Protecting Employers Since 1985

2012 Business Resolutions

As we enter and proceed through Calendar Year 2012, it may be time for some business resolutions for the success of your organization.

Very recently, I had the privilege of working with a client on a very complicated legal matter. One of the things that became very clear to both of us was that if there had been a little (or a lot) of planning prior to the legal dispute we now found ourselves faced with, both of us would have been much better off (and the client would have saved some money). Here are some areas of concern (and possibly for advance planning) for your business for 2012.

  • The United States Department of Labor has ramped up enforcement and compliance proceedings with the Fair Labor Standards Act. They have increased the numbers of their field agents and are beginning to train them extensively with regard to the continuing conflict regarding the job classification issue of “employee and independent contractor.” It is absolutely necessary that you review your business records to clearly establish that when you are employing an independent contractor that you can make this stand up. If your business does not take the appropriate steps to establish independent contractor status before an investigation, it may (will) cost your business a lot of money. In addition, review all of your job classifications and verify once more that they are exempt/non-exempt and make appropriate adjustments.
  • Review and audit your employee personnel records filing system making absolutely certain that medical information is protected and filed separately from the rest of your personnel records. Also, make absolutely certain that all I-9 forms are properly filled out and readily available. The author strongly recommends that photocopies are made of all documents presented by employees to justify the information put on an I-9. If, in fact, you are making copies of the documents presented for I-9s, make absolutely certain that you use this procedure for all employees and not just a selected few. It is also strongly recommended that appropriate measures are taken to protect the information on the I-9 forms and your other employee records given the rapid increase of identity thet issues.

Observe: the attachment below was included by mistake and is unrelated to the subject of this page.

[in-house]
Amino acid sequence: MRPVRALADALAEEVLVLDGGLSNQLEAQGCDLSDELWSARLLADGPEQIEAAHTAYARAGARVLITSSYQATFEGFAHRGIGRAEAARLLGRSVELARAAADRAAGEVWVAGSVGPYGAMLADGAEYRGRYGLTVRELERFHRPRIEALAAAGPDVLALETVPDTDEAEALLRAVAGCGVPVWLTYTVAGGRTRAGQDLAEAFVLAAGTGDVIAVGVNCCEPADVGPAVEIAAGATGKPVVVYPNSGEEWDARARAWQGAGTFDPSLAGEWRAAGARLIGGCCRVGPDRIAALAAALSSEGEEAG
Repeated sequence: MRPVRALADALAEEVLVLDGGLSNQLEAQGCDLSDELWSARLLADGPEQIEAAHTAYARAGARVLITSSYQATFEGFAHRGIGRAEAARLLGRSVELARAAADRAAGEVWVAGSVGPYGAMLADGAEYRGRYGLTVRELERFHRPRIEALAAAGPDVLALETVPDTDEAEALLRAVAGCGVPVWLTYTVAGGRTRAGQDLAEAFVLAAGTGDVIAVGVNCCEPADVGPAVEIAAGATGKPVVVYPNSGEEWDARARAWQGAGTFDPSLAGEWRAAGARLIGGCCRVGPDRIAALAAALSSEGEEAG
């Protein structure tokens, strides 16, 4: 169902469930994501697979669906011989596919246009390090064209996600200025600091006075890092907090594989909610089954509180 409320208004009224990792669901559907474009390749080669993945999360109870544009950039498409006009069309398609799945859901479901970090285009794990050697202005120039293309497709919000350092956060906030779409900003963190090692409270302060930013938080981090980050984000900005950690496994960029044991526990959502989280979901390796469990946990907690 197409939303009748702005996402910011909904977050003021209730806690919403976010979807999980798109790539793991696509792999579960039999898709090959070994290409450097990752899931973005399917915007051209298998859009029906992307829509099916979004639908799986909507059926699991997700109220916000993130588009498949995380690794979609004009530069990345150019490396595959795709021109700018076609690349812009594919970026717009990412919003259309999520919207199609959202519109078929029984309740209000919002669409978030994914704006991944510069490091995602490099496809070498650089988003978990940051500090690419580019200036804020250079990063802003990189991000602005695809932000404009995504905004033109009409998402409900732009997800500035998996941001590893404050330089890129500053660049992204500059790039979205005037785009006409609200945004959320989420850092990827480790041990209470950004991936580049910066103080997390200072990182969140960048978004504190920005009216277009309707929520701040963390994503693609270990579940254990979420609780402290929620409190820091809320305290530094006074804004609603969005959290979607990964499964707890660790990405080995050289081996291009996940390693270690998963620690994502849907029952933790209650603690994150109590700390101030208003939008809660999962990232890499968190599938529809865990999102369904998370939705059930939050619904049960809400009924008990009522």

• Make absolutely certain that your policies and handbooks are current and in compliance with federal and/or state law. For example, make sure your policy on harassment includes harassment on all levels – sexual, racial, national origin, religious, age and any other areas protected by federal and/or state and/or local discrimination laws. Conduct employee training and make absolutely certain that you have a current signed form acknowledging receipt of the company’s policies and handbook.
  • Work on becoming and requiring your management team to become better managers of your employees. Good practices should include treating people as adults.
  • Have minimum rules and guidelines and make sure that those rules are clear and consistently applied.
  • Provide excellent training. Make sure employees have the necessary tools and training to perform their jobs and to improve job performance on a continuous basis. Do not assume that employees know what to do or how to do it.
  • Encourage open communication. Share the goals of your company and how your employees can help you achieve those goals.

Make 2012 a successful year for both you and your employees.

Questions? Contact Walter J. Liszka in the Chicago office at  or by phone at (312) 629-9300. 

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